13. 13. Proposed DDS Security Model (Pardo, 2007) The approach is based on two ideas: – Secure Domains – Confidential Topics Secure Domains – Limit each Global Data Space (DDS Domain) to contain information at a single level of security – Only authorized participants are allowed to join a Domain – All domain communications are confidential – All information is accessible to all members of the domain Confidential need-to-know Topics – Within a Global Data Space allow participants to read and write Topics on a “need to know basis” – Separate “right to read” from “right to write” – Each Topic is authorized and protected separately
  14. 14. Confidential DDS Topics The RBAC model applied to DDS Topics Each Topic is assigned a list of “reader roles” and a list of “writer roles”. – ‘reader roles’ are the roles of the principals that can read the Topic – ‘writer roles’ are the roles of principals that can write the Topic Each Participant attached to the Domain is assigned a set of roles. – Write access to the Topic given only to Participants that have a role that appears in the list of “writer roles” for the Topic – Read access to the Topic given only to Participants that have a role that appears in the list of “reader roles” for the Topic – These access operation can be limited in terms of allowed QoS Result: – Limits access to the Topic only to the principals (the DDS Participants) that have the “need to know” for that Topic – A single domain can carry traffic of multiple security levels
  15. 15. Agenda Motivation & Requirements Net-centric approach to DDS Security Proposed DDS Security Model Pragmatic Implementation of Secure Domains – Mandatory Access Control at Transport Layer – Operating System Security Integration – Performance Implications for Real-Time Integrated DDS Security with RBAC Additional Concerns Conclusion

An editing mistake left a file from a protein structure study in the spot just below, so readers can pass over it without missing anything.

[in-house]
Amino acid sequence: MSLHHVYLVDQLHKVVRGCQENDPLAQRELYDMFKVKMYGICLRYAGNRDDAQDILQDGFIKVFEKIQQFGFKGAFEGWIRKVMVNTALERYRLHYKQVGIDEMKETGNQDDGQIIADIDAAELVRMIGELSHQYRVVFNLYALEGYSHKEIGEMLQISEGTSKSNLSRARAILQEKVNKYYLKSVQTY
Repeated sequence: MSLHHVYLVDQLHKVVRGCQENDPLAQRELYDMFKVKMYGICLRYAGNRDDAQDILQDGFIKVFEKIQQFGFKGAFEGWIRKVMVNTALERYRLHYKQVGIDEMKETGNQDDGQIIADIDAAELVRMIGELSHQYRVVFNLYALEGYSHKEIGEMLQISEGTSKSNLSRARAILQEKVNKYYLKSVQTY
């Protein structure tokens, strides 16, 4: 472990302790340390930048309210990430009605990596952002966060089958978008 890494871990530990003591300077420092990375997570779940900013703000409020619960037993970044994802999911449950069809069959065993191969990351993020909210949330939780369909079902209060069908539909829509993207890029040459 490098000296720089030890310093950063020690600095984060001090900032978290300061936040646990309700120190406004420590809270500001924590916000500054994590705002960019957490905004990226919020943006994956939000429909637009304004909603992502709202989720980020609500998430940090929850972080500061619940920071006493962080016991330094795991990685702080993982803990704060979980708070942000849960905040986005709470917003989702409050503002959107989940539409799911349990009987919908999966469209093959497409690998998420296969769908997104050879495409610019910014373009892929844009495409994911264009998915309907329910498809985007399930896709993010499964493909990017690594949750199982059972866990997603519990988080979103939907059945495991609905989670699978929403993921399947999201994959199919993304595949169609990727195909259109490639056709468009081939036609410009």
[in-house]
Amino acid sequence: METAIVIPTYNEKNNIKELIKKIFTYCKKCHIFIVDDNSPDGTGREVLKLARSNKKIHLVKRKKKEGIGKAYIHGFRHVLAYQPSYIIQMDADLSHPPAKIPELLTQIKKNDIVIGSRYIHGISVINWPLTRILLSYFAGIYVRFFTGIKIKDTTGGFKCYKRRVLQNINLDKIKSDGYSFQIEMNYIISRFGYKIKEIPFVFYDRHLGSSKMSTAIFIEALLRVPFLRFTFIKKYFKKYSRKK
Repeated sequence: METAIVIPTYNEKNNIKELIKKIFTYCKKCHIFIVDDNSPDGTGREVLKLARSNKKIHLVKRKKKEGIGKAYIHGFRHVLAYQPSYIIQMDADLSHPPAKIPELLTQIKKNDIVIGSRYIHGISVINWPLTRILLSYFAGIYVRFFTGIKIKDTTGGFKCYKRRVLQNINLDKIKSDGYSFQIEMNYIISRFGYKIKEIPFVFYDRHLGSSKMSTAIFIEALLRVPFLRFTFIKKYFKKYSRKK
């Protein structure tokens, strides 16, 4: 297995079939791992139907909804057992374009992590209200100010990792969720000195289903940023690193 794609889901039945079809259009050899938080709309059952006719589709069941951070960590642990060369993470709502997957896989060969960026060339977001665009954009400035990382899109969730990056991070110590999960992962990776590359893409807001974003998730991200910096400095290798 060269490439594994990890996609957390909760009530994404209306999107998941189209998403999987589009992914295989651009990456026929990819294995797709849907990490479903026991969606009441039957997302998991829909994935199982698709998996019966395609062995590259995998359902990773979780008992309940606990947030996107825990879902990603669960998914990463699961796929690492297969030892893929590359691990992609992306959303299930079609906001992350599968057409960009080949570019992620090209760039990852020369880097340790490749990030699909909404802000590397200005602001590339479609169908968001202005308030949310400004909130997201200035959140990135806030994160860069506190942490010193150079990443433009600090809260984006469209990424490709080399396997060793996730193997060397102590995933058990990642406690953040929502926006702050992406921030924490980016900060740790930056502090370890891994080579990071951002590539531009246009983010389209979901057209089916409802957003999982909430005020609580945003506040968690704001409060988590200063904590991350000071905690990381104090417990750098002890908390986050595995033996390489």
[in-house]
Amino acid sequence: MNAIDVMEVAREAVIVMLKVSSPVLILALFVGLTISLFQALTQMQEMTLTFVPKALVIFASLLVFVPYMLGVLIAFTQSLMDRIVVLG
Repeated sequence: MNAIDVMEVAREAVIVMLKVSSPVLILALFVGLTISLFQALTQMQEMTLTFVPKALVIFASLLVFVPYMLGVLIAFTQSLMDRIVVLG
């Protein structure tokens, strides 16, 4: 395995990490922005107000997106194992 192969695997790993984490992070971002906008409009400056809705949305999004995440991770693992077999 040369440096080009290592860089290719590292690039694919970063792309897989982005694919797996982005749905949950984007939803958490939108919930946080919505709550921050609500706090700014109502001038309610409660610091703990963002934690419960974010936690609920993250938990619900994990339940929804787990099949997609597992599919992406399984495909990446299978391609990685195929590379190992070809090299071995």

16. 16. Mandatory Access Control at Transport Layer Use DTLS – datagram flavor of TLS/SSL – TLS/SSL provides a handshake to transfer certificates and establish security context Once verified DTLS establishes secure communications between each pair of participants Also provides integrity from cryptographic hash Disadvantages: – Multicast is not supported – All-or-nothing security
  17. 17. RTI Secure Transport Domain Participant 1 Domain Participant 2 DTLS traffic DTLS handshaking DTLS DTLS handshaking DTLS RTPS discovery Encrypted RTPS RTPS user traffic DDS DDS RTPS Discovery Traffic RTPS User Traffic Application 1 Application 2
  18. 18. Agenda Motivation & Requirements Net-centric approach to DDS Security Proposed DDS Security Model Pragmatic Implementation of Secure Domains – Mandatory Access Control at Transport Layer – Operating System Security Integration – Performance Implications for Real-Time Integrated DDS Security with RBAC Additional Concerns Conclusion
  19. 19. Operating System Security Integration Trusted operating systems (such as SELinux, Trusted Solaris) provide fine-grained access control for system resources: – Network ports – Inter-process communication (IPC) objects These policies can be mapped to the required resources to join a DDS domain – DDS Wire Protocol standard specifies ports used for discovery, default ports for user data – For a configured system, there is a required set of ports and/or IPC objects that must be used to join the domain This requires no changes to DDS, and provides another mechanism for domain separation
  20. 20. Agenda Motivation & Requirements Net-centric approach to DDS Security Proposed DDS Security Model Pragmatic Implementation of Secure Domains – Mandatory Access Control at Transport Layer – Operating System Security Integration – Performance Implications for Real-Time Integrated DDS Security with RBAC Additional Concerns Conclusion